© Courtesy of the Humboldt Forum
After Years of Delays, Berlin’s Humboldt Forum Is Now Open
Courtesy of the Humboldt Forum Although the courtyards of the Humboldt Forum were already accessible to the public, the museum officially opens today.
After nearly two years of delays caused by construction and COVID, Berlin’s Humboldt Forum officially opens its doors to visitors today, July 20. Located on the site of the former Berlin Palace (and the East German Parliament after that), the museum incorporates three reconstructed, baroque facades from the palace and combines modern structures by architect Franco Stella, creating one cultural mega-complex that aspires to unite science, debate, the arts, and culture.
The Humboldt Forum—named after brothers Alexander and Wilhelm von Humboldt, German scholars of science and nature—is one of the largest, most ambitious, and not to mention, expensive, cultural projects to ever be built in Europe, costing a grand total of $825 million. Germany hopes the investment will pay off by putting the Humboldt on par with other global icons of culture, such as the British Museum and the Louvre. The institution’s programming features both timely and historical shows, along with discussions, screenings, and performances on its various movie screens and stages. Six exhibitions kick things off, including Terrible Beauty: Elephant—Human—Ivory, about the complexities of the ivory trade; Have a Seat, a kid-focused exhibition about the cultural aspects of sitting; and 20,000 objects from the city’s Ethnological Museum and Asian Art Museum, which both are now part of the Humboldt.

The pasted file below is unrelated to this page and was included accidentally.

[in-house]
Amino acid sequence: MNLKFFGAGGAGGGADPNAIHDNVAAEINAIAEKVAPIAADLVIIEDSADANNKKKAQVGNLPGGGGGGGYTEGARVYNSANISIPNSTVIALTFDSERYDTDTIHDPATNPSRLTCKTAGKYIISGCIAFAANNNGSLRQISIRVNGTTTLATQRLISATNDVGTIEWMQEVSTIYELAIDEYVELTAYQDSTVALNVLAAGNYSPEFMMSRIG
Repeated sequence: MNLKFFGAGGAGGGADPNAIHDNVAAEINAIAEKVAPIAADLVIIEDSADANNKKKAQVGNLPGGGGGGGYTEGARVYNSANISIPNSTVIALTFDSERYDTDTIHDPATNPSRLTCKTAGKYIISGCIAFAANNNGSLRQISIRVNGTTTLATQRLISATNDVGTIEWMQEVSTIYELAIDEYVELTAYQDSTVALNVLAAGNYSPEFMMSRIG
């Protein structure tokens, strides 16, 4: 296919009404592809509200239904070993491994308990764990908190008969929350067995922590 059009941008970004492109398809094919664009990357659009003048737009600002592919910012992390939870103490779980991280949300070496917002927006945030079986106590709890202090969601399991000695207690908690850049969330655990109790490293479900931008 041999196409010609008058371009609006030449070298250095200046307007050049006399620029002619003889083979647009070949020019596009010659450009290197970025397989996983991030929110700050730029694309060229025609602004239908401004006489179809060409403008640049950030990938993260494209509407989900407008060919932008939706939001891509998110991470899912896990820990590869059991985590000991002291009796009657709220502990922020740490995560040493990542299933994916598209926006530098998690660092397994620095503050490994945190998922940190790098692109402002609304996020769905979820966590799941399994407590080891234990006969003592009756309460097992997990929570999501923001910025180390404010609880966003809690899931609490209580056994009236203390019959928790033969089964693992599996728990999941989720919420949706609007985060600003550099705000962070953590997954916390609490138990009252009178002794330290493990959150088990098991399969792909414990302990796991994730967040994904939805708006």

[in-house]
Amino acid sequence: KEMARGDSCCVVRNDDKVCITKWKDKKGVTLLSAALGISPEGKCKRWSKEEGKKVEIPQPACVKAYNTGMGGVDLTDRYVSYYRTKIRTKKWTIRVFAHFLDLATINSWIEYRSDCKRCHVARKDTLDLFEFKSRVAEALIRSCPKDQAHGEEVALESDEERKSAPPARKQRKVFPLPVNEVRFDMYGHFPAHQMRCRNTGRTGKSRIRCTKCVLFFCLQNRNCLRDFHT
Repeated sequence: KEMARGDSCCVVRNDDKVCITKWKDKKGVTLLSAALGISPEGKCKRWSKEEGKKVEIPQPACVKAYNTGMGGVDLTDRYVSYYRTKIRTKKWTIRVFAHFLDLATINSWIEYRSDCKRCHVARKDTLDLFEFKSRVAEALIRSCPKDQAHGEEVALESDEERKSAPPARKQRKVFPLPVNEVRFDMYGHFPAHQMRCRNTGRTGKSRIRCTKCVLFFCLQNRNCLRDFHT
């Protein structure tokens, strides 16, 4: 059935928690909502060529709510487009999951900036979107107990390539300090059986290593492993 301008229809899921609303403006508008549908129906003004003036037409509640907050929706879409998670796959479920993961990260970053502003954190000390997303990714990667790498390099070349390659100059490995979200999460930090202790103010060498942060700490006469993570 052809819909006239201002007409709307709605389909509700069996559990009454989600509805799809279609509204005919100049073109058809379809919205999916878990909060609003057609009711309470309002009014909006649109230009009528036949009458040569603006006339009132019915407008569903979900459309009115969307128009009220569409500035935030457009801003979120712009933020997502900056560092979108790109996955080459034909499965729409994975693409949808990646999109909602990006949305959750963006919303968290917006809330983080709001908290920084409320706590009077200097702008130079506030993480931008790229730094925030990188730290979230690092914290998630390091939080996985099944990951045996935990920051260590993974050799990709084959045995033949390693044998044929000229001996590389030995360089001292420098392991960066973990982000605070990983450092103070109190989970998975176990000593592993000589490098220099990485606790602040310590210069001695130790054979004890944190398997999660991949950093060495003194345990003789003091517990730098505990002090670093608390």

The Humboldt Forum has been criticized for that large ethnological collection because many of its artifacts were looted from African and Asian countries during the height of European colonialism. The Luf Boat, a wooden sailboat from Papua New Guinea, has become a particular source of contention—it was stolen from the Bismarck Archipelago during Germany’s 19th-century rule over the islands. The museum’s prized Benin Bronzes (lifted from the Benin royal palace in 1897 by British forces) were also controversial. However, in March, Germany agreed to repatriate the statues to Nigeria beginning next year, and the Humboldt will display replicas of the artifacts in their place. There was also local debate about erecting the museum on the site of the former Palast der Republik (the East German Parliament that took over the city palace) and erasing a troubled, but important part of German history.
Although all eyes are on the museum today, this isn’t technically the first time the Humboldt Forum is being unveiled: The museum held a soft debut last December via livestream. At that time, only the terraces and courtyards were open to the public because COVID infection rates were still too high to let visitors into the interior spaces safely. But now guests can explore the entire museum—and they can do it for free. During the museum’s first 100 days, admission fees are waived. Advanced booking is required and tickets are available online.
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